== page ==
- Cuscuta japonica is an annual, parasitic vine that has recently been introduced into the United States. It is listed as a Federal Noxious Weed.
- The many-branching stems are fleshy, circular, and pale yellow with red spots and striations. Leaves are minute and scale-like.
- Flowers are abundant, pale yellow, and sessile.
- Fruits are capsules that are ovoid and 0.2 in. (5 mm) in diameter. The seeds are brown and grouped with 1 to 3 seeds per capsule.
- Ecological Threat
- Many species of dodder, some native and some exotic, occur in the United States. Cuscuta japonica parasitizes host plants by penetrating the vascular tissue of the host with structures called haustoria. Severe infestations can kill host plants. It is native to Asia and several infestations have recently been found in Texas, Florida, and South Carolina.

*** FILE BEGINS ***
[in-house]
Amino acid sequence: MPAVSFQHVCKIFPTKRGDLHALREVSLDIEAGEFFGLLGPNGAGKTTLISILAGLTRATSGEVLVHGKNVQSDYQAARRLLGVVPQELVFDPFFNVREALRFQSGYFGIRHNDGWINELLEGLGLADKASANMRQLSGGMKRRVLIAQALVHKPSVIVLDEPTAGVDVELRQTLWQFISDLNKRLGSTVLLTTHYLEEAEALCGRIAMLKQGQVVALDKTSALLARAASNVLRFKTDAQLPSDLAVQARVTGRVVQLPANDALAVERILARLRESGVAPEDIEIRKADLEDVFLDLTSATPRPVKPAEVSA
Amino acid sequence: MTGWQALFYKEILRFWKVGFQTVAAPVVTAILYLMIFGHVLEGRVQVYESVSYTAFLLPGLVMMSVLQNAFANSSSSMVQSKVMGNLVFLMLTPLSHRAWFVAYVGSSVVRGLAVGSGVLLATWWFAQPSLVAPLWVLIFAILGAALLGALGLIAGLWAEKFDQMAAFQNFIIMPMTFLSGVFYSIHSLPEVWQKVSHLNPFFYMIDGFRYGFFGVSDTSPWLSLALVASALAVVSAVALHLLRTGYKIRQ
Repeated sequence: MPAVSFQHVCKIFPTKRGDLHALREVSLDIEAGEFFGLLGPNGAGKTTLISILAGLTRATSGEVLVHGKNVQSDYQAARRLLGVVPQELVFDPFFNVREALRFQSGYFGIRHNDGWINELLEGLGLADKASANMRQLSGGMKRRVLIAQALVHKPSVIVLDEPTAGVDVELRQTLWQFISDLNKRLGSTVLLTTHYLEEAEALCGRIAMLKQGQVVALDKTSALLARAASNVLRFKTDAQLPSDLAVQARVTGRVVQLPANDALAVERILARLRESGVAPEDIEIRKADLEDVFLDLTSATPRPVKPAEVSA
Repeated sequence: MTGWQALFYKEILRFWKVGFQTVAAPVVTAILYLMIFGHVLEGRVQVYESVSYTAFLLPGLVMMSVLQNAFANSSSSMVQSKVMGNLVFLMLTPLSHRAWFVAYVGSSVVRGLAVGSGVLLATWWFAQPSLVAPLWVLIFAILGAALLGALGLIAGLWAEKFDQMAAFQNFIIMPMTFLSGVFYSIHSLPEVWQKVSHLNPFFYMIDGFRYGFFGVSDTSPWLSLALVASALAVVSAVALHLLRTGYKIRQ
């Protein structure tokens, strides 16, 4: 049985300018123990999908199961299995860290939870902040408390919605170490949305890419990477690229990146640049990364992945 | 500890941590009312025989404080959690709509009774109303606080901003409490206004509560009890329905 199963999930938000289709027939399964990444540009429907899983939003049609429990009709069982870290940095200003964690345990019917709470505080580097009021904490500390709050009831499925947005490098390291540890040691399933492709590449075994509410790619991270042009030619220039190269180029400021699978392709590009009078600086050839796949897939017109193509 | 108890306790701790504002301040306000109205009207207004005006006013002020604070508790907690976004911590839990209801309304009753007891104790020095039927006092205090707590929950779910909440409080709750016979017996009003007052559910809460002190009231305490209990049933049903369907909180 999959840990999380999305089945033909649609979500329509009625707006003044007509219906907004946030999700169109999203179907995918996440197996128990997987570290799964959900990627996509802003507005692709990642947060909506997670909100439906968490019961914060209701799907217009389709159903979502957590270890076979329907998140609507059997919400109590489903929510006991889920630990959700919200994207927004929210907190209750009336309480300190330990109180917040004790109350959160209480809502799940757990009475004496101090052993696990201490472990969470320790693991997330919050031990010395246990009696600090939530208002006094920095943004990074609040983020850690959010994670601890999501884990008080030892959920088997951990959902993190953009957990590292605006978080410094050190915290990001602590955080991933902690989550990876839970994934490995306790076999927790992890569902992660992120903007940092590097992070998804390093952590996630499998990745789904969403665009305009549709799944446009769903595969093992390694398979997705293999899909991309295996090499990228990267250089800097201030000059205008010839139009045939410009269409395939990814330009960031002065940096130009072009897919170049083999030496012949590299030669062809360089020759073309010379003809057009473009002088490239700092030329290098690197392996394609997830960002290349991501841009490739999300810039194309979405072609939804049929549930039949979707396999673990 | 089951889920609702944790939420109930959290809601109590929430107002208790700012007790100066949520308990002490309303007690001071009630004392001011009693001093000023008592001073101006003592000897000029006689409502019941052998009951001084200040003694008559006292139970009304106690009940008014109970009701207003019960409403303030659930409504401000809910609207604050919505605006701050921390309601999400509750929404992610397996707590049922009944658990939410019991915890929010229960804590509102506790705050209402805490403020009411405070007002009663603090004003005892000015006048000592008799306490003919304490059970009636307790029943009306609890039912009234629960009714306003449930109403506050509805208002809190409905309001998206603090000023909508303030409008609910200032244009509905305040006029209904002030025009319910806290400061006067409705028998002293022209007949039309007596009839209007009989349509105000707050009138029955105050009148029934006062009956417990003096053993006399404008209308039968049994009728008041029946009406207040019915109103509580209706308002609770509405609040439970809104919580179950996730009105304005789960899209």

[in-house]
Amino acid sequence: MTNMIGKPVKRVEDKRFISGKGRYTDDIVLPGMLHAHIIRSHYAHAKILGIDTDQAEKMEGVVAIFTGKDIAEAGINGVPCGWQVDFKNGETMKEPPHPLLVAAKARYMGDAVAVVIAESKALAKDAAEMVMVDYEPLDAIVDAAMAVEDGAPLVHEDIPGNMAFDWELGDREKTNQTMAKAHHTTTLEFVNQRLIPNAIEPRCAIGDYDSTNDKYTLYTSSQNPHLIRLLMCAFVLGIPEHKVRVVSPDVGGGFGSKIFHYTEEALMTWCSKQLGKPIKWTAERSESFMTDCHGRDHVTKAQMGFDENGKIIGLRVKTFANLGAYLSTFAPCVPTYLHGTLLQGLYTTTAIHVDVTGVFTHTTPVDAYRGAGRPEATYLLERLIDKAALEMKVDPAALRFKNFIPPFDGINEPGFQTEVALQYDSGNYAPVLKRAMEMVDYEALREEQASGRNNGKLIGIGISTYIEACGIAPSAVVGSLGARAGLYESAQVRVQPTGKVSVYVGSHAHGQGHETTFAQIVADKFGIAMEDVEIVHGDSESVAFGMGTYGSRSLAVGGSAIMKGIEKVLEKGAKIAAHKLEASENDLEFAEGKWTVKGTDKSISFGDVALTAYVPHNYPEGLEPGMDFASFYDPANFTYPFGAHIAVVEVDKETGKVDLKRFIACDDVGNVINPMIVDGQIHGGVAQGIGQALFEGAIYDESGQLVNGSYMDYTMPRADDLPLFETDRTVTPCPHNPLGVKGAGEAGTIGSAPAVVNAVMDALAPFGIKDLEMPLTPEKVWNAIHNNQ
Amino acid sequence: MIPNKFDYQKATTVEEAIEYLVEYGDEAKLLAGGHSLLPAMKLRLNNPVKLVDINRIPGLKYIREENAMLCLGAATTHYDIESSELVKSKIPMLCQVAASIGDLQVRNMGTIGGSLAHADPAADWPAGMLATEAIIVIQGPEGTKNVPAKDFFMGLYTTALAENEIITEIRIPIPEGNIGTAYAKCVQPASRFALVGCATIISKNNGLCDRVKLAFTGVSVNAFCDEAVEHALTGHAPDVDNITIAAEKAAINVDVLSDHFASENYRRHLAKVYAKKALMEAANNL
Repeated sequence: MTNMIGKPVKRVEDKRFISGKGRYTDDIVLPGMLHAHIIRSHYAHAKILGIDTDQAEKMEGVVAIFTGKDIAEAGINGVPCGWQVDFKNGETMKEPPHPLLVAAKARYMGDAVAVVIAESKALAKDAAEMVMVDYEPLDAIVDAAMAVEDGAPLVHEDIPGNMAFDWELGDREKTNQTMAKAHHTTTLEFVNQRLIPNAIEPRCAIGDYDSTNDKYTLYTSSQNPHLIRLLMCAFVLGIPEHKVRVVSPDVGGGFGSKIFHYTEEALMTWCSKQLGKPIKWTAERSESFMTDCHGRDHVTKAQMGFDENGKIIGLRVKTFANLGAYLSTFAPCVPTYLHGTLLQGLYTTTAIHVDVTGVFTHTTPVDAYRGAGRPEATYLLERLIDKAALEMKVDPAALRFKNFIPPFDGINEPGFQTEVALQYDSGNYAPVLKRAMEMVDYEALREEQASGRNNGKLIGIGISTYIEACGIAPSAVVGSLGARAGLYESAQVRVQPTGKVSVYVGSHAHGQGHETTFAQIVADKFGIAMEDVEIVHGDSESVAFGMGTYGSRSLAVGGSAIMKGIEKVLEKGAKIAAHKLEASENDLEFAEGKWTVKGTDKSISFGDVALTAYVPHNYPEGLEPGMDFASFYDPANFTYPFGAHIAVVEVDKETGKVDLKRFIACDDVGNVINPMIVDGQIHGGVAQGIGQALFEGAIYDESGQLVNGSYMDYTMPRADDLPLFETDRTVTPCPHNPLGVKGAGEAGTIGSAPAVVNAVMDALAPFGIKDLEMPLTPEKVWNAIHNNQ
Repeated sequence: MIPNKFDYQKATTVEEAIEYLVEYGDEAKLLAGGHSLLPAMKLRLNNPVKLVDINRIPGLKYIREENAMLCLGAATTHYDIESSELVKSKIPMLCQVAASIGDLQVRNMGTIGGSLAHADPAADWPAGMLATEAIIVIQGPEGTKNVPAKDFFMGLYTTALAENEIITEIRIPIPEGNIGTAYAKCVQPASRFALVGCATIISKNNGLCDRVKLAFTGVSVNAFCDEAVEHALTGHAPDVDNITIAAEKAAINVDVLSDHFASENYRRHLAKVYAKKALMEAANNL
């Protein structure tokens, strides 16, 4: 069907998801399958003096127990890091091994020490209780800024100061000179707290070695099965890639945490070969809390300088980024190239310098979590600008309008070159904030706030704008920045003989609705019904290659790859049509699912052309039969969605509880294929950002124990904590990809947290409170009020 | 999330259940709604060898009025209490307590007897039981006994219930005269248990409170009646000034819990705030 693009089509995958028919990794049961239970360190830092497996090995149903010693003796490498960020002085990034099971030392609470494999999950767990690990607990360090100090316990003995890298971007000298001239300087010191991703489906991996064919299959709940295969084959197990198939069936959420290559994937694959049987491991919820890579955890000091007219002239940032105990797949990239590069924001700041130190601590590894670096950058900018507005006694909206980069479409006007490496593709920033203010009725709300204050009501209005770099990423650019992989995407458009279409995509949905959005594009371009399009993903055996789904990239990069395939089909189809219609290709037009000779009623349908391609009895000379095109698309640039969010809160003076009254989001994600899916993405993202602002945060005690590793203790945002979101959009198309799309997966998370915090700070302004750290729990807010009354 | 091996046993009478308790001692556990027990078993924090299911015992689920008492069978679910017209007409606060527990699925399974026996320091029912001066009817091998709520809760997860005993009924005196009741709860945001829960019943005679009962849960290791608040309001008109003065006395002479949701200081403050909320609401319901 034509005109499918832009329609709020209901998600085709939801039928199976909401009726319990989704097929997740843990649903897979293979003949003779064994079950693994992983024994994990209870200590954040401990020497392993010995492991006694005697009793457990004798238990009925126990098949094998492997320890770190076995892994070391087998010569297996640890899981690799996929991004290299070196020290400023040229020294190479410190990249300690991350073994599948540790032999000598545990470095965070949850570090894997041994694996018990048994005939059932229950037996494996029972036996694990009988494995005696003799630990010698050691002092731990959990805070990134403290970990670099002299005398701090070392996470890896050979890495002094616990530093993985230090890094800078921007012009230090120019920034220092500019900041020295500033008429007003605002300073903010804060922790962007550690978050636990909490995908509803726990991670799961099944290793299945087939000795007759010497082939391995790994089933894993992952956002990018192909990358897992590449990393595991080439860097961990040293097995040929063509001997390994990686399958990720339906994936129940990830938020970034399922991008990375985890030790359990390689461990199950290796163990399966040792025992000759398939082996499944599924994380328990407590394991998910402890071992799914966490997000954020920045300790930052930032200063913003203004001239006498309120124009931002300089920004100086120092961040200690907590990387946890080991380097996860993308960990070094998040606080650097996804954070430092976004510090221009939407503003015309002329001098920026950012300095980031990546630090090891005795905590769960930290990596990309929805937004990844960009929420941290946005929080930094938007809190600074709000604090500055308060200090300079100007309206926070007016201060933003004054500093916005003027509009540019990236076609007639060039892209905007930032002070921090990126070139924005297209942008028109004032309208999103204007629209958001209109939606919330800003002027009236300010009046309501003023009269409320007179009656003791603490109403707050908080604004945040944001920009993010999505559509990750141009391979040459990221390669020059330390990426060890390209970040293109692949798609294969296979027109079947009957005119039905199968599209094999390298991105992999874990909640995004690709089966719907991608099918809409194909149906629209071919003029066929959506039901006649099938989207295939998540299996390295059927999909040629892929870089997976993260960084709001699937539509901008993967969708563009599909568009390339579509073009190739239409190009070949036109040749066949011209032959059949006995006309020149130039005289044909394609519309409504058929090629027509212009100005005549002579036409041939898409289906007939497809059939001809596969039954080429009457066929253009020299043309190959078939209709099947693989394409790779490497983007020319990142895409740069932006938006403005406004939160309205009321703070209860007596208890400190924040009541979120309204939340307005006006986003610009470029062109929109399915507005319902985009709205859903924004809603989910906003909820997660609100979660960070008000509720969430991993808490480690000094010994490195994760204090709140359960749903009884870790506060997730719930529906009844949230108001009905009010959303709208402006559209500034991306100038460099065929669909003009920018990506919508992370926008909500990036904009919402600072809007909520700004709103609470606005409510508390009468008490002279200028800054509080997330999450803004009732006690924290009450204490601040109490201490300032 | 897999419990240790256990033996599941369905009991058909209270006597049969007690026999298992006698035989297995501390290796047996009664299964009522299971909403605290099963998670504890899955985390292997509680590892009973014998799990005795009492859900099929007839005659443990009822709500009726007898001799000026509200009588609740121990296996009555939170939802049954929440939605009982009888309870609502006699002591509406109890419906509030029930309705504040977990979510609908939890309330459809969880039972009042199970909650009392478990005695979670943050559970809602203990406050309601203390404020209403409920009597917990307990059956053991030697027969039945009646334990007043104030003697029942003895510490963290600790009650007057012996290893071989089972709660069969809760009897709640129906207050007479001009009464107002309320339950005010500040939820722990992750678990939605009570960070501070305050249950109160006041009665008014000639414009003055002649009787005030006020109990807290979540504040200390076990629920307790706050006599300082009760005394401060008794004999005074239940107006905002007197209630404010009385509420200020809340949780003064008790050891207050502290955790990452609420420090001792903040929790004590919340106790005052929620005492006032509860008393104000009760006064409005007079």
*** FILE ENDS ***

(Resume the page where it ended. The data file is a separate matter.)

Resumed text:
- Oregon Department of Agriculture Plant Programs, Noxious Weed Control
- Texas Invasive Plant and Pest Council
- Flora of China, www.eFloras.org
- USDA NRCS PLANTS
- USDA ARS GRIN
Images from Bugwood.org
- Domestic Programs Pest Evaluation - USDA APHIS PPQ
- Federal Noxius Weed Inspection Guide - USDA APHIS PPQ
- New Pest Advisory Group Data Sheet - USDA APHIS PPQ
- South Carolina Infestation - Clemson University Regulatory and Public Service Programs
- Texas Infestation - Texas Forest Service
- Federal Noxious Weed Disseminules of the U.S. - USDA-APHIS